My mother has dementia and often asks questions but she doesn't understand the answers or becomes unnecessarily upset. The staff at the nursing home where she lives regularly keep information from her as an alternative to giving her sedatives. I have reluctantly learnt to do the same.

It was also a problem that Rahab had when the Israelites spies came to Jericho (Joshua 2:4-6). Rahab took a huge risk and told the king's messengers that they had left the city at dusk. Guards were sent on a pointless pursuit. However Rahab's decision to conceal their hiding place was richly rewarded by God.

Jesus told mourners that Jairus' daughter was asleep, not dead (8:52). After Jesus healed her, he ordered her parents not to tell anyone what had happened (v. 56). Jesus was effectively asking them to perpetuate the story that she slept.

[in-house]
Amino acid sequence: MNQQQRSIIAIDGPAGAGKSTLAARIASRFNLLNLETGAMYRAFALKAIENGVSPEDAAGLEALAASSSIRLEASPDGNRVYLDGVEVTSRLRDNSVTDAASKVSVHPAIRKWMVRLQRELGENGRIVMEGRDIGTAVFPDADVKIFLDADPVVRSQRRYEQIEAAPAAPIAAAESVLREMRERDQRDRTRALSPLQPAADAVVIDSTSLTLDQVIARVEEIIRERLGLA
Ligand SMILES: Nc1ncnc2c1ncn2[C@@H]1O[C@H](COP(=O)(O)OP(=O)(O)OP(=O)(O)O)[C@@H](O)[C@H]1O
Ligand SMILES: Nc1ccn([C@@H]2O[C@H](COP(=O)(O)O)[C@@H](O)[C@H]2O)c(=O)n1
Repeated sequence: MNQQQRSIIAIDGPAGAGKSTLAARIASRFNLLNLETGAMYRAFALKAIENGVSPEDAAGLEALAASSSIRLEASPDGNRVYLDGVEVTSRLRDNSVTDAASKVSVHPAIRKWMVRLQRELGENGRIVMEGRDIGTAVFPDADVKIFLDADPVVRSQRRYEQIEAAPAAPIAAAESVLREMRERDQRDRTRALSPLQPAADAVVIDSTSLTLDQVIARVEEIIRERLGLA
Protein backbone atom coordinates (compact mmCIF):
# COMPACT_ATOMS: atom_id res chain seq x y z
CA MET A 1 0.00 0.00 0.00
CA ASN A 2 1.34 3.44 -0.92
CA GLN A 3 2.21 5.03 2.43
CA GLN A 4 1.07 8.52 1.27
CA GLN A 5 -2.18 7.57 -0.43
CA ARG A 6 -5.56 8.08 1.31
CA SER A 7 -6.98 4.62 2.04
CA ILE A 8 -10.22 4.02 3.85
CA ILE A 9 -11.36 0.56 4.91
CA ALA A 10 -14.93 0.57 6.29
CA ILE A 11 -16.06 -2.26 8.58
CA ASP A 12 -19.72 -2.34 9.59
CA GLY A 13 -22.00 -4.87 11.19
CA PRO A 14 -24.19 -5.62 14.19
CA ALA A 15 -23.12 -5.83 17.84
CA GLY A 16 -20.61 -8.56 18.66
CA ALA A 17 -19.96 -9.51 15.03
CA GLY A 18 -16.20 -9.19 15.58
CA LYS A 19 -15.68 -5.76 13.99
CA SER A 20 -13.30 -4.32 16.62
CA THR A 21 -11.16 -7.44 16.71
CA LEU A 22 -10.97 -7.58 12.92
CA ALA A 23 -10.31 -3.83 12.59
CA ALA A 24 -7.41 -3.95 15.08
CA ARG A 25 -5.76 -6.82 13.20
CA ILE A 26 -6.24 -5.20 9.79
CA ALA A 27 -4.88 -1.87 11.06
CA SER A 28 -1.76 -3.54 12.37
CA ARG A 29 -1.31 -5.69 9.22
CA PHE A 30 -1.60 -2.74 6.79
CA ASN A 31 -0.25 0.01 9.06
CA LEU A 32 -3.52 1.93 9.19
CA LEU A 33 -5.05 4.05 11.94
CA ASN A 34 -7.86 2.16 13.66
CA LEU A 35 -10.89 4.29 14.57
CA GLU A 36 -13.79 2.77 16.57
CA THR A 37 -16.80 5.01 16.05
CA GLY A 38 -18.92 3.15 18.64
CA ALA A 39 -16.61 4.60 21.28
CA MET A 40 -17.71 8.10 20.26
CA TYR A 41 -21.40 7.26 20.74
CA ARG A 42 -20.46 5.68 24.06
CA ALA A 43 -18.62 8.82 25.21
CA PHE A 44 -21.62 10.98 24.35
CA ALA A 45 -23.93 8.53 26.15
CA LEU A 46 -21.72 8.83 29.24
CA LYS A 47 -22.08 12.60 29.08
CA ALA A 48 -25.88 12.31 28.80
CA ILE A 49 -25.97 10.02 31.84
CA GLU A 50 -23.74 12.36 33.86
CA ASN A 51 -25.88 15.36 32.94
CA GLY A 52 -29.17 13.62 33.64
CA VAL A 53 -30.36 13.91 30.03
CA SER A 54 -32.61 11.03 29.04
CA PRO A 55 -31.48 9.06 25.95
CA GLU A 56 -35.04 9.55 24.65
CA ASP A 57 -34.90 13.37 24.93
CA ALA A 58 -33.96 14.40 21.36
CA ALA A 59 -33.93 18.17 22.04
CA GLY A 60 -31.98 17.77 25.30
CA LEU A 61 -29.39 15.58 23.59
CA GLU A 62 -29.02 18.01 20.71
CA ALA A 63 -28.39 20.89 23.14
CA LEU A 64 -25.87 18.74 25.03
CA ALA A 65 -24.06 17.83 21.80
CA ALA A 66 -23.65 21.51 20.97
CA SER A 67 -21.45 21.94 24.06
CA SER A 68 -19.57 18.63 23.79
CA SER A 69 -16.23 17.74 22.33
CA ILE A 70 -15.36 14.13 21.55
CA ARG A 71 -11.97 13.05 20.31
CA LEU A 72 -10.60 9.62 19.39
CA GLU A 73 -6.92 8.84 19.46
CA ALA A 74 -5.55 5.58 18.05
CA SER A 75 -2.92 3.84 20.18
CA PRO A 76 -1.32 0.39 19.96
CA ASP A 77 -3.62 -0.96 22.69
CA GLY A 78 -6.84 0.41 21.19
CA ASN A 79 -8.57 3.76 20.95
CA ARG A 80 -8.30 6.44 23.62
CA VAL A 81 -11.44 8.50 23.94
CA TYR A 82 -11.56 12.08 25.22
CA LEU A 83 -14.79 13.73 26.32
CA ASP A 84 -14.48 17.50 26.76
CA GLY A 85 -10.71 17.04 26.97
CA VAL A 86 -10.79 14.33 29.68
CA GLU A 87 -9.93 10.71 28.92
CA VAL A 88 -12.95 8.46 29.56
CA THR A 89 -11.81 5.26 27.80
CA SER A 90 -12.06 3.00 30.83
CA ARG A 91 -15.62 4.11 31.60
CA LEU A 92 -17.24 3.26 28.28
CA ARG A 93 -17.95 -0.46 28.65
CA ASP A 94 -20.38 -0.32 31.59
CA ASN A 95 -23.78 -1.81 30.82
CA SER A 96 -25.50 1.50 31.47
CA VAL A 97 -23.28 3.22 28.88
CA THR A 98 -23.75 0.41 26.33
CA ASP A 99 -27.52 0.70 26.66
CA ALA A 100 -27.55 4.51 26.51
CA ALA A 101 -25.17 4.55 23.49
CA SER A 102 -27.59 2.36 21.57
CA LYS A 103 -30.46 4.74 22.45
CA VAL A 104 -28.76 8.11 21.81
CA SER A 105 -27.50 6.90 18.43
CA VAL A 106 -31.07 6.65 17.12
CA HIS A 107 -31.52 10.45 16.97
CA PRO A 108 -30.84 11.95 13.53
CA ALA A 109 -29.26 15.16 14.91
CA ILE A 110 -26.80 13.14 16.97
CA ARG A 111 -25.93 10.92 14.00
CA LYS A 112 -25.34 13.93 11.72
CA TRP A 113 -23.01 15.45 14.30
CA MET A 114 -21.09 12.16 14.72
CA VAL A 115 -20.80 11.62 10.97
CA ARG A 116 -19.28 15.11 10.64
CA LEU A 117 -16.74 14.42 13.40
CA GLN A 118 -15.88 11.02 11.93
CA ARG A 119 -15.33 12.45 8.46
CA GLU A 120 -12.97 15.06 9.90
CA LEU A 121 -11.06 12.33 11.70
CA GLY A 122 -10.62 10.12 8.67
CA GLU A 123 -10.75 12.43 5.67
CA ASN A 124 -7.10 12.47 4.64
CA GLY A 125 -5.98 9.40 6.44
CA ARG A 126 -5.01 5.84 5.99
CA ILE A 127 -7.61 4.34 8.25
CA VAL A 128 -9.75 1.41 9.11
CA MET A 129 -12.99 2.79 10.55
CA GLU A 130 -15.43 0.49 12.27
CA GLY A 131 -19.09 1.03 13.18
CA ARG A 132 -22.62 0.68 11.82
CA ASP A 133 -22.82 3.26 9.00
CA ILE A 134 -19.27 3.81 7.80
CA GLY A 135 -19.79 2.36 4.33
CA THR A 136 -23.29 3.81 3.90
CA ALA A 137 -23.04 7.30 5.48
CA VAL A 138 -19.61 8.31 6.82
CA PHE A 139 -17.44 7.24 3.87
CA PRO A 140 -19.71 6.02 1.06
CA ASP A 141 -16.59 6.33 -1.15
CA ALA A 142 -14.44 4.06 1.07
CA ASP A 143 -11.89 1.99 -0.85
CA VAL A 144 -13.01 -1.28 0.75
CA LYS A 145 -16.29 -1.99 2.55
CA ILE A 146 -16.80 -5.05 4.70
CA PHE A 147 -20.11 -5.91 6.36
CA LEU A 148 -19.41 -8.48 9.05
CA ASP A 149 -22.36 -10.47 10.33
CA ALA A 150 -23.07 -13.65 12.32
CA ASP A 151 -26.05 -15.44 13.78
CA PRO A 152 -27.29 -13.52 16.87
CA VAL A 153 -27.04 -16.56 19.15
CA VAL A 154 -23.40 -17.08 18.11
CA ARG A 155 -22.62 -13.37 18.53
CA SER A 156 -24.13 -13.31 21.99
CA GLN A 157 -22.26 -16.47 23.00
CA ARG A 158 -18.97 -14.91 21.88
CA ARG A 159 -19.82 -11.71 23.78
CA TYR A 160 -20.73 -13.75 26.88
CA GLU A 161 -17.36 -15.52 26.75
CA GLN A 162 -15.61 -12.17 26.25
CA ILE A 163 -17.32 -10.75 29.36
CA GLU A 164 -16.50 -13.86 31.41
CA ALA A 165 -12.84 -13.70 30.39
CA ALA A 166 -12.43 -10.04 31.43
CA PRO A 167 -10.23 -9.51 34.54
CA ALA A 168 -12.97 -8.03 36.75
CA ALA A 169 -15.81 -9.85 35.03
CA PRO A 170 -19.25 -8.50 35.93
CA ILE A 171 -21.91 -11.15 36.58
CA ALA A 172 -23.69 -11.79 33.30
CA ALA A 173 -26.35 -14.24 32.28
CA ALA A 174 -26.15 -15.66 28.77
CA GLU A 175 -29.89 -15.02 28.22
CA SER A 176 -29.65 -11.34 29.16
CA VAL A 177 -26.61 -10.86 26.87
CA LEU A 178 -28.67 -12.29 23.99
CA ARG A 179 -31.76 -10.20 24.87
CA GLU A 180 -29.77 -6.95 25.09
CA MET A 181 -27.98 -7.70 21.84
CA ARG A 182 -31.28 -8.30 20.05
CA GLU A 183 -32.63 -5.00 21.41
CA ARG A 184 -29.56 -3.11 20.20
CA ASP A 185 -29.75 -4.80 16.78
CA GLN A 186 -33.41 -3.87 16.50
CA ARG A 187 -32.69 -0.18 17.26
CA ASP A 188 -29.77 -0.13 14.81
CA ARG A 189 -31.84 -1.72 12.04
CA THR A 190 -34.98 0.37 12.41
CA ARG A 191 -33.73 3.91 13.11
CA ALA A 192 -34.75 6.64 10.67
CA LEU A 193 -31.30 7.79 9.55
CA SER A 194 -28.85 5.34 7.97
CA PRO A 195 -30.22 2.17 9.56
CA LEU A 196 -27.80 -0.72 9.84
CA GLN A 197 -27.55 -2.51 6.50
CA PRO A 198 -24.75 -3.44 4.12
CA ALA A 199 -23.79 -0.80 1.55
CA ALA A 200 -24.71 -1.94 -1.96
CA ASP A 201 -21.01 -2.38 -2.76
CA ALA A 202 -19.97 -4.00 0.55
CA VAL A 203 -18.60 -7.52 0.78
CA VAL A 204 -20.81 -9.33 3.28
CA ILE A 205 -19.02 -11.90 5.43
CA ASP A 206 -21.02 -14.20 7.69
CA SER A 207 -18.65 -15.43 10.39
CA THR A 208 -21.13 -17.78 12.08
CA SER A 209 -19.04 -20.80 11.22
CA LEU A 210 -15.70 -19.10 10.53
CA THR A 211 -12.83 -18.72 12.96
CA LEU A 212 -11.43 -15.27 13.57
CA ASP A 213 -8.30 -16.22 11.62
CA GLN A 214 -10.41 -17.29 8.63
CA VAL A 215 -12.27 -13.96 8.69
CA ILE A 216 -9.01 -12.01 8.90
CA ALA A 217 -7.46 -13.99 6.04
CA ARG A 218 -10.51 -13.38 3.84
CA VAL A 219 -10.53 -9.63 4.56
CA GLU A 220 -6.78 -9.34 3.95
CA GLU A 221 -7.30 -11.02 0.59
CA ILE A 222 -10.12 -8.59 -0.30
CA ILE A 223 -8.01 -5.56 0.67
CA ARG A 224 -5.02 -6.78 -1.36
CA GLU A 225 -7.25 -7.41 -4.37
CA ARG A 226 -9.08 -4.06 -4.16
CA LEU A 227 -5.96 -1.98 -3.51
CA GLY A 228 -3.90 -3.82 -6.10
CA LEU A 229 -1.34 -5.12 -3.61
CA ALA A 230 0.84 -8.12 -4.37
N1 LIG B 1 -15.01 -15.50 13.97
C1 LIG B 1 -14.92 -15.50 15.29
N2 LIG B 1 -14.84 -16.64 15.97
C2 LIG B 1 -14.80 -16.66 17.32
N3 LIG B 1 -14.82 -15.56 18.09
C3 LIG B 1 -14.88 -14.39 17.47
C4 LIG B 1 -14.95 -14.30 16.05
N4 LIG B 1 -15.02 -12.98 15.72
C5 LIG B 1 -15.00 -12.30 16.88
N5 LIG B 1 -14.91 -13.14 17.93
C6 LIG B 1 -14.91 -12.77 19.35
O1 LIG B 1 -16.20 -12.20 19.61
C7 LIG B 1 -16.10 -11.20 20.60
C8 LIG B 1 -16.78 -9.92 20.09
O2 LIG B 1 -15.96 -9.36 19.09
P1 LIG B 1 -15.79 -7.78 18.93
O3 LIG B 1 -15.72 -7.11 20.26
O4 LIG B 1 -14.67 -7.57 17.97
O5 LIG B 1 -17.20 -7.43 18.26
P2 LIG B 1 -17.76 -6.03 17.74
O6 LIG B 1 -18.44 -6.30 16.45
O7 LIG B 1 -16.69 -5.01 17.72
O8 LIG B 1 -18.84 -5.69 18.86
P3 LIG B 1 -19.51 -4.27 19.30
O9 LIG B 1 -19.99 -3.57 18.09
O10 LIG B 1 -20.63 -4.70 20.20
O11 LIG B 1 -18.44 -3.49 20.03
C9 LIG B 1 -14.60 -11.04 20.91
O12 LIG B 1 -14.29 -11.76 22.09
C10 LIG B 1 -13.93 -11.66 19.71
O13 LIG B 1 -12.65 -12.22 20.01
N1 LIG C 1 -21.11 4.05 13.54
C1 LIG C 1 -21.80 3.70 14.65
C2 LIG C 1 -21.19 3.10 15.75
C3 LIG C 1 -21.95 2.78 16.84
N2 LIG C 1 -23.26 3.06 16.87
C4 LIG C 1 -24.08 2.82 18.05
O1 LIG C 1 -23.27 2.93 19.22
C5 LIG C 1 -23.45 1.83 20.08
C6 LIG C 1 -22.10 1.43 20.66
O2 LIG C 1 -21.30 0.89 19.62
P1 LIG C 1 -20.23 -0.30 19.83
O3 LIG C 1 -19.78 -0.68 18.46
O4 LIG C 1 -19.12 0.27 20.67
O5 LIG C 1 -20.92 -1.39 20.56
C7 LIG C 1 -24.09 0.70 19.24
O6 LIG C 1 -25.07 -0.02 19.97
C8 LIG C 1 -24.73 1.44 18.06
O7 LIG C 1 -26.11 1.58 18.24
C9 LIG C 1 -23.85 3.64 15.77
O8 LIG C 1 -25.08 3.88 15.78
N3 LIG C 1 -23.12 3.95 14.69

Confidentiality is important. People need to be able to trust us to keep their legitimate confidences but, of course, not unlawful secrets. Sometimes, we need God's discernment to know the difference.

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Thursday, October 20, 2016

Book Review : The Very Cranky Bear

My granddaughter asked me to read, The very cranky bear by Nick Bland on a recent visit. I was surprised that this simple story could be so insightful.

Zebra has a plan to cheer up the Cranky Bear by giving him strips. Moose thought he needed antlers and Lion thought he needed a golden mane. Each of them thought the bear needed what they had. It was the sheep who actually listened and helped him get what he really wanted.